Guest Post: Kevin Lane on the Danger of Seduction

This guest post from my colleague Kevin Lane, principal and portfolio manager at my firm Fusion Analytics, makes a nice bookend to the Tyler Cowen speech about the danger of stories in life and finance.   Kevin’s built the quantitative FusionIQ engine out of a desire to reduce the seduction of sexy stories from his investing process.  Whereas many investment managers fall in love with the narrative first and then search for the numbers that back up what they already think, a true quant goes in the opposite direction, allowing the data to dictate what’s really going on.

I think you’ll enjoy Kevin’s take on this concept. – Josh


As I wrote the recent story on U.S. Airways ($LCC), I couldn’t help but think of how good the story sounded, particularly as a supporting thesis to the improving technical picture.  Aggressively falling fuel prices not yet factored into earnings, demand for seats still remains strong, and from a sentiment perspective the airlines are extremely under-loved. It all sounds so plausible, so logical, seemingly without flaw, and that my friends is the seduction of the stock story !   Seduction can make us blind, particularly to risk, because the power of the seduction (ie: the stock story) is so strong.

It reminds me of 1997 movie the Devil’s Advocate starring Keanu Reeves, Al Pacino and Charlize Theron.  In the movie Reeves stars as a defense attorney in Gainseville, Florida who has never lost a case. He defends a school teacher, Mr. Gettys, against a charge of child molestation. During the trial, Reeve’s character realizes that his client is guilty, and a reporter tells him that a guilty verdict is all but inevitable. However, through a harsh cross examination Reeves destroys the credibility of the victim and secures another yet another not guilty verdict.  As he celebrates, Reeves is approached by a representative of the New York Law firm Milton, Chadwick & Waters, who offers him a large sum of money to help the firm with a jury selection. After Reeve’s jury delivers a not guilty verdict, John Milton, played by Al Pacino, offers Reeve’s character a large salary, and a swanky New York apartment overlooking Central Park, if he joins the firm. Despite warnings from his Evangelical Chistian mother, Alice, about the sinful and seductive big city life, he accepts the job and moves to New York City with his wife Mary Ann, played by Charlize Theron.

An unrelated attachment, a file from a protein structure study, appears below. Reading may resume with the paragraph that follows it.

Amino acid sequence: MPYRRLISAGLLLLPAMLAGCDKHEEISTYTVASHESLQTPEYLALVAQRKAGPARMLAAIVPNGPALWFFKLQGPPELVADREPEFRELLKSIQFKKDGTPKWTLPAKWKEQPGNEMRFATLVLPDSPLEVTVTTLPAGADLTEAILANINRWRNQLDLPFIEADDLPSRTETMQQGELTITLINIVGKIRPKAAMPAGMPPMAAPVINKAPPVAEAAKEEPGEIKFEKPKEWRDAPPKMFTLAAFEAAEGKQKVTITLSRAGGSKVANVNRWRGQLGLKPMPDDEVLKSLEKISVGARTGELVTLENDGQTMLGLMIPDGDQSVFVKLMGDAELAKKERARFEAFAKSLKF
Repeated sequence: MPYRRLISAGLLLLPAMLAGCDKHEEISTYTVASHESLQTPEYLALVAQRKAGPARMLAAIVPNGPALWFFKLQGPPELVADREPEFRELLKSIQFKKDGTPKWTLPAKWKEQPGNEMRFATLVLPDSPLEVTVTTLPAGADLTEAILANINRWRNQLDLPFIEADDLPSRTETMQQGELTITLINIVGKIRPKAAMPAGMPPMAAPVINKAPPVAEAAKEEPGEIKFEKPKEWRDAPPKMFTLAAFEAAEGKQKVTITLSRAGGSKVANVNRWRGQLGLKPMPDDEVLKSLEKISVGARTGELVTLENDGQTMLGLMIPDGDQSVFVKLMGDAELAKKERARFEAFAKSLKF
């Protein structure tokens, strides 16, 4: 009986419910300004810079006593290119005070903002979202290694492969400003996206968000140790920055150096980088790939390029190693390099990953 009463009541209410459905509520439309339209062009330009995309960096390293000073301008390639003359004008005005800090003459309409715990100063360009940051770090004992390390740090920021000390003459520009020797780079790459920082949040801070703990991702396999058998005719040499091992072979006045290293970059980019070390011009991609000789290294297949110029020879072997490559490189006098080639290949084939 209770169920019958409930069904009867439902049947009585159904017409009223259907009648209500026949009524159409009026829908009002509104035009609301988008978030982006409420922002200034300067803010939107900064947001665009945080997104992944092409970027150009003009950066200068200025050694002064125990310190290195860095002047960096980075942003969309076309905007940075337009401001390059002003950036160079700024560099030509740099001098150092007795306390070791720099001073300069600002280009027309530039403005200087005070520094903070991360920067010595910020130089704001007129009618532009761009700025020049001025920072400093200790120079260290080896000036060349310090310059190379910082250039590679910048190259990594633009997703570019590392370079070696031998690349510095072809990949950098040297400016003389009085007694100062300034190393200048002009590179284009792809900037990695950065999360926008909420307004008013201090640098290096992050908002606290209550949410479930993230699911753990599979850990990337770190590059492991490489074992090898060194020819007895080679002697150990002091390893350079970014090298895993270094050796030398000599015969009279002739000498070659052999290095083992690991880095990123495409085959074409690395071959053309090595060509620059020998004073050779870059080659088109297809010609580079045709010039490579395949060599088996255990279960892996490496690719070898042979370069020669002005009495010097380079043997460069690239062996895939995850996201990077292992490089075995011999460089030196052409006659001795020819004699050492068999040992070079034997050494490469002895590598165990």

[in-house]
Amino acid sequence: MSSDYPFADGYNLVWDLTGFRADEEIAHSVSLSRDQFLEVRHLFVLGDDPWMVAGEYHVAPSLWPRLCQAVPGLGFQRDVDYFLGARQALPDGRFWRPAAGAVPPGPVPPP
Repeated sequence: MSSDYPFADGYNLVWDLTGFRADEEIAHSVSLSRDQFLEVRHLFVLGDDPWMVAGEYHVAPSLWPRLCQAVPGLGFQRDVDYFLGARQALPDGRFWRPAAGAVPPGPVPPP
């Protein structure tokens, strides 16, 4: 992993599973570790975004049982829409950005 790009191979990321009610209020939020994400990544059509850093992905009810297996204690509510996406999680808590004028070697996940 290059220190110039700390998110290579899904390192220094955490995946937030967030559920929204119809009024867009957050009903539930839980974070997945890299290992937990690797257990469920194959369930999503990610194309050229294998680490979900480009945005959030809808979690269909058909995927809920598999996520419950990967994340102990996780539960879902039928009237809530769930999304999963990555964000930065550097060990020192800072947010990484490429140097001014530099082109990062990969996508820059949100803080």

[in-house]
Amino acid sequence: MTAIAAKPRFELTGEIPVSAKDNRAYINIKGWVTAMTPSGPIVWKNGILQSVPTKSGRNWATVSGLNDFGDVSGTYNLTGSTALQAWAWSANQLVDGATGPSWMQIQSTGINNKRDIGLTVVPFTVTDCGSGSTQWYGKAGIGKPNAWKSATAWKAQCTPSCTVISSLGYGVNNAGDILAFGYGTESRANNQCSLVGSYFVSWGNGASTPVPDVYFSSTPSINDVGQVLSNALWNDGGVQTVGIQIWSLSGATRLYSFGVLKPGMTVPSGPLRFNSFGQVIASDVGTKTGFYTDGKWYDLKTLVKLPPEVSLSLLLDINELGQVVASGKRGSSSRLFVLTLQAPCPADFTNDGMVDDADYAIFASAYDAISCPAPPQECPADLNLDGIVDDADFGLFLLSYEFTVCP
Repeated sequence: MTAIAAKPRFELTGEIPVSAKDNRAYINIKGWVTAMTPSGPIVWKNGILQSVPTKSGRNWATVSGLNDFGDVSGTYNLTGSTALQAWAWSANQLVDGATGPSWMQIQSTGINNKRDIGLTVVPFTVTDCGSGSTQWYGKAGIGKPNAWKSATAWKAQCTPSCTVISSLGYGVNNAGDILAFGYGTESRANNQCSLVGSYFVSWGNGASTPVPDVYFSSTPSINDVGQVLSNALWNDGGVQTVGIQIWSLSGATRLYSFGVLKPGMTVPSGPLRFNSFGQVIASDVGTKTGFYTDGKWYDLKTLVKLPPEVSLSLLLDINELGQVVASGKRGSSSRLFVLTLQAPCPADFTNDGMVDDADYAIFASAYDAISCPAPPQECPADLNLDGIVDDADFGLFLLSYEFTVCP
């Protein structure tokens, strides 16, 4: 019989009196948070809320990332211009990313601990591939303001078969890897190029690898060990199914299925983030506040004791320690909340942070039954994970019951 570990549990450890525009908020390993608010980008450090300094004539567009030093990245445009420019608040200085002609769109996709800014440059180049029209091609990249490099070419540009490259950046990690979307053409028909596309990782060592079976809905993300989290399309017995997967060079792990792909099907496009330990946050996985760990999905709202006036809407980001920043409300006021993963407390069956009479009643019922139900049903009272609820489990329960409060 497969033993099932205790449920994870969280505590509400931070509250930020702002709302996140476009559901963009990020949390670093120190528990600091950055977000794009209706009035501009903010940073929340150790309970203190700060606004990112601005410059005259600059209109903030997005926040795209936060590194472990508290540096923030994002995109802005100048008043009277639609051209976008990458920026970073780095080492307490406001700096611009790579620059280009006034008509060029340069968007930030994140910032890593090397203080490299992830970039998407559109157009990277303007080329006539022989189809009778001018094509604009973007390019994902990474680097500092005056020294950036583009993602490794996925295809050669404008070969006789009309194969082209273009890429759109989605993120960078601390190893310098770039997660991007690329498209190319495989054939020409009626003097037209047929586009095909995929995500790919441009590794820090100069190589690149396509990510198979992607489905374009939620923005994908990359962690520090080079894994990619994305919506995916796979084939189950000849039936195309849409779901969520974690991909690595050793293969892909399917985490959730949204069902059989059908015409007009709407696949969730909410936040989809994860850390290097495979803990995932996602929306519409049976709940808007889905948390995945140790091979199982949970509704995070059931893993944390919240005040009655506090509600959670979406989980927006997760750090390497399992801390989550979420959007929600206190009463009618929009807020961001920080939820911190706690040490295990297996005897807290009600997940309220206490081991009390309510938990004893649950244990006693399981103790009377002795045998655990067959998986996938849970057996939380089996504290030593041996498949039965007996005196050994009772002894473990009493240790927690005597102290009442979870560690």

Once in New York the seduction continues as Pacino’s character wines and dines Reeves, tempts him with money and easy woman, to the point where Reeve’s loses himself in the seduction.  In the process he loses his moral compass and ability to be objective.  We draw this analogy as the same thing happens everyday in the world of investing.  A story sounds wonderful, an investor pours money into it, and when the stock goes south, the seduction of the story keeps the investor from being able to make a logical decision. While it is good to be as informed as we can about what we invest in, again, there is a very fine line between knowing the story, yet not letting the story blind you should the stock is not trade as the story suggests, hence the power of the seduction.

This is why we love the quantitative methodolgy and looking at unbiased data, as it allows us to balance the story’s potential with the reality of how the underlying stock is trading.  We have seen too many great story stocks drop 40 or 50% in our day, while the underlying and seductive story seemingly never changed.  So while the potential for U.S. Airways is there and the supportive story sounds good, we always know a story is only as good as the way the stock trades. Hence, why its’ a good idea to always have an exit strategy in place before entering a position, for not only the upside, but also for the downside, before love affair begins!  IQ’s unbiased numerical ranks and BUY and SELL signals certainly aide this process.


Thanks, Kevin!

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